fighting folks don’t need no walls

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Trabzon has a castle. Or rather: Trabzon has a city wall that is sometimes referred to as castle. Or rather: the old city of Trebizond on the Eastern edge of the Byzantine Empire used to have city walls. Those walls now lie in ruins, and only very little is left of them. They stand on a hill overlooking the city and the sea. There is no official entrance, and I cannot detect any efforts to conserve what is left.

People have built their houses right next to the walls, or into them, or around them. They have planted gardens in the shade between them. Young couples sneak into small openings to sit and hold hands and kiss and look at the sunset.

The sunset must look nice from up here in these unwanted walls, I think. But then I decide to throw myself back into the throngs of people that are pushing through the pedestrian areas downtown.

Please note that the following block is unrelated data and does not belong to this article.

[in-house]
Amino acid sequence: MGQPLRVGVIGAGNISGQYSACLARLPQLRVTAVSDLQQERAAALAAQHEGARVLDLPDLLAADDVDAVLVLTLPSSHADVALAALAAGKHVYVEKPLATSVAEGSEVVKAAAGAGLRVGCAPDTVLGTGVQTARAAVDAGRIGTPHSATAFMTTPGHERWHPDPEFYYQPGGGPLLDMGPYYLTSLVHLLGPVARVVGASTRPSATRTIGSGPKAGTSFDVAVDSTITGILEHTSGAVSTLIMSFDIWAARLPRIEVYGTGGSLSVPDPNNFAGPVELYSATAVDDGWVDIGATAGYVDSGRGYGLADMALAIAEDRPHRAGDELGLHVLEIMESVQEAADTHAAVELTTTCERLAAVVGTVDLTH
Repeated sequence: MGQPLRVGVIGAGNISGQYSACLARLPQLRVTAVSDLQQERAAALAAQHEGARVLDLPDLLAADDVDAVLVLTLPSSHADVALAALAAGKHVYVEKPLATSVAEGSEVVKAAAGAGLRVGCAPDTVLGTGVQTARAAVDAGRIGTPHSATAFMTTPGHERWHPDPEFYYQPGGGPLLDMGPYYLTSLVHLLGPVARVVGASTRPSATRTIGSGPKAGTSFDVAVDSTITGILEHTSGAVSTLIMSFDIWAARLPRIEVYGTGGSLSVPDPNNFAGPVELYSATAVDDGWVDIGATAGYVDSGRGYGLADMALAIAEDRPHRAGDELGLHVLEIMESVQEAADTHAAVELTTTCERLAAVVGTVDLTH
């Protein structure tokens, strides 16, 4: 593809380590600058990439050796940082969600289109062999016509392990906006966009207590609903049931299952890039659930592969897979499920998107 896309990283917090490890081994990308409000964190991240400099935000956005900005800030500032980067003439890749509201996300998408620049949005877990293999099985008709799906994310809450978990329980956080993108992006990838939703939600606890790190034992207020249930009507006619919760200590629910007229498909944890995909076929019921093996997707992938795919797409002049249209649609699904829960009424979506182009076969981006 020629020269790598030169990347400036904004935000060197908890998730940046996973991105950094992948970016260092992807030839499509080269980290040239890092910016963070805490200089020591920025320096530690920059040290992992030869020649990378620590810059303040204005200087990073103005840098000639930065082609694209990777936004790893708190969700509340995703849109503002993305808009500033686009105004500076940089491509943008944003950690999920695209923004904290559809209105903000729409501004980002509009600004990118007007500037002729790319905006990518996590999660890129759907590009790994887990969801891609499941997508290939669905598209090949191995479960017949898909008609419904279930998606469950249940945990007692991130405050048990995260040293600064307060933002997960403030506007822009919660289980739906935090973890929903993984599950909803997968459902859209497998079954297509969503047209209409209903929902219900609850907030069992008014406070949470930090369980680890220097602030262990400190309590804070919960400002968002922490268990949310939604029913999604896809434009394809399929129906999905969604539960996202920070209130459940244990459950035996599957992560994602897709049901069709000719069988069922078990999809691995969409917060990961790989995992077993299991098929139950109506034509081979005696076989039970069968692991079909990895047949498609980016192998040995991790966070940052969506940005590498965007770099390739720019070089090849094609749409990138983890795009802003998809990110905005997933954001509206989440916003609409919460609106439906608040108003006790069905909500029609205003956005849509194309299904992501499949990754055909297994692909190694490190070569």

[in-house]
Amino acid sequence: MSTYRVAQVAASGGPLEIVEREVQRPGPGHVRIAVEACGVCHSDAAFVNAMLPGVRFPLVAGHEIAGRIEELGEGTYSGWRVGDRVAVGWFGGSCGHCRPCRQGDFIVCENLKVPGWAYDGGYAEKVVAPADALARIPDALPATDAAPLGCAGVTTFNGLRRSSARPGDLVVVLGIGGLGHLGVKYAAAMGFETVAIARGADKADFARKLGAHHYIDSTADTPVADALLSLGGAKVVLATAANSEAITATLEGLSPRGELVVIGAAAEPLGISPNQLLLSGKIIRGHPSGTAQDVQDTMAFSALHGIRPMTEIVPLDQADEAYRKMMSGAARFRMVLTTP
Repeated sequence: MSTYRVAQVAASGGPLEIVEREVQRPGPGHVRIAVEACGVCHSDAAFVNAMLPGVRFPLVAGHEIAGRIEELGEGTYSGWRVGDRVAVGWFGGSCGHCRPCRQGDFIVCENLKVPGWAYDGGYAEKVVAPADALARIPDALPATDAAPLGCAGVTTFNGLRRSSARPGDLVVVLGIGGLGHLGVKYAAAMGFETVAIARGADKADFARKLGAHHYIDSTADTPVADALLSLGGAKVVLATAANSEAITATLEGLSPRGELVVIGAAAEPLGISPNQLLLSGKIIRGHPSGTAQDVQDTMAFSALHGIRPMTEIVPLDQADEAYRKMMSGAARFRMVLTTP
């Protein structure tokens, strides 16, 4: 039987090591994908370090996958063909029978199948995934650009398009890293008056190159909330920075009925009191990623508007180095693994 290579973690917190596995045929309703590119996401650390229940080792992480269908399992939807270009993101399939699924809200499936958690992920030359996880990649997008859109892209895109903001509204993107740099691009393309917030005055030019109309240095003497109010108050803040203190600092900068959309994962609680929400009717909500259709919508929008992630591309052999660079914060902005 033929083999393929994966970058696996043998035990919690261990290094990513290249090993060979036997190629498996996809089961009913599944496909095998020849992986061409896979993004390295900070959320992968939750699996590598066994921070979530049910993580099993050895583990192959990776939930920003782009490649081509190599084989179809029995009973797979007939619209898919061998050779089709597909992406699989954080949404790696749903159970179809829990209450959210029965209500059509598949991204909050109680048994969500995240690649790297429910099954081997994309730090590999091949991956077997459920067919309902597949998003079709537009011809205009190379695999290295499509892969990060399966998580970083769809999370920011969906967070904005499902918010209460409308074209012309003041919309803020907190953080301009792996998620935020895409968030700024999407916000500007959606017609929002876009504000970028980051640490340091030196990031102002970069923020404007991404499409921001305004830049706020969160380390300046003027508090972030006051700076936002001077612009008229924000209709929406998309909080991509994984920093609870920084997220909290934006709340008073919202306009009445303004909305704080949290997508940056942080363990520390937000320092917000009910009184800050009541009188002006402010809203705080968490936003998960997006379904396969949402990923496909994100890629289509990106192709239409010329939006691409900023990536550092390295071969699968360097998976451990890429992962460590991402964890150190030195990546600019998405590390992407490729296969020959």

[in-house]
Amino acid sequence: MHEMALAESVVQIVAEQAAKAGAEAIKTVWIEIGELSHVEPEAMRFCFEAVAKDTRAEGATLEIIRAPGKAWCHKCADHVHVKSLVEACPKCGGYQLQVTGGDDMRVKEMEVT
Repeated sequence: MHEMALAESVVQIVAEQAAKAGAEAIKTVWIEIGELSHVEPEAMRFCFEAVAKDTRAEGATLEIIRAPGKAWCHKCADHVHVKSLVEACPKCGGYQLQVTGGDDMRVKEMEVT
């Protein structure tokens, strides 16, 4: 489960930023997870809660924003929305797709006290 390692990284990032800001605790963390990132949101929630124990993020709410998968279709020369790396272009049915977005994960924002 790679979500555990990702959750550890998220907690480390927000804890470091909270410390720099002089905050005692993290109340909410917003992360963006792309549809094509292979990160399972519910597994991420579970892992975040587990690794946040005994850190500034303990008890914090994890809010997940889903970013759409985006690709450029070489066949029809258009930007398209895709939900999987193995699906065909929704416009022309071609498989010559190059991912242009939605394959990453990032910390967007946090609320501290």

Trabzon is the biggest city I have seen so far in Turkey, and it’s also the busiest one. People tell me it’s famous for its hazelnuts, and it’s also famous for being home to one of the major football teams in Turkey. Trabzonspor is playing FC Basel tonight, and I can see people wearing their team’s jersey everywhere.

What’s remarkable is that Trabzon can hold its own in a national league that is dominated by not one or two but three teams from Istanbul: Galataseray, Besiktas, and Fehnerbace. From what I’ve been told, Trabzon is the only town outside of Istanbul that has won a few national titles.

Why? I ask someone. Why Trabzon and not Ankara or Izmir or Antalya?

The answer comes with a dry laugh: “You see, we here are the people of the Black Sea. We are fighting folks. We are known to be aggressive, and we don’t take shit from anyone.”

Trabzon wall ruins

inside the wall ruins of Trabzon

Trabzon wall ruins from the back

dwellings next to the Trabzon wall ruins

house built into the Trabzon wall ruins

downtown Trabzon

Trabzon football fan



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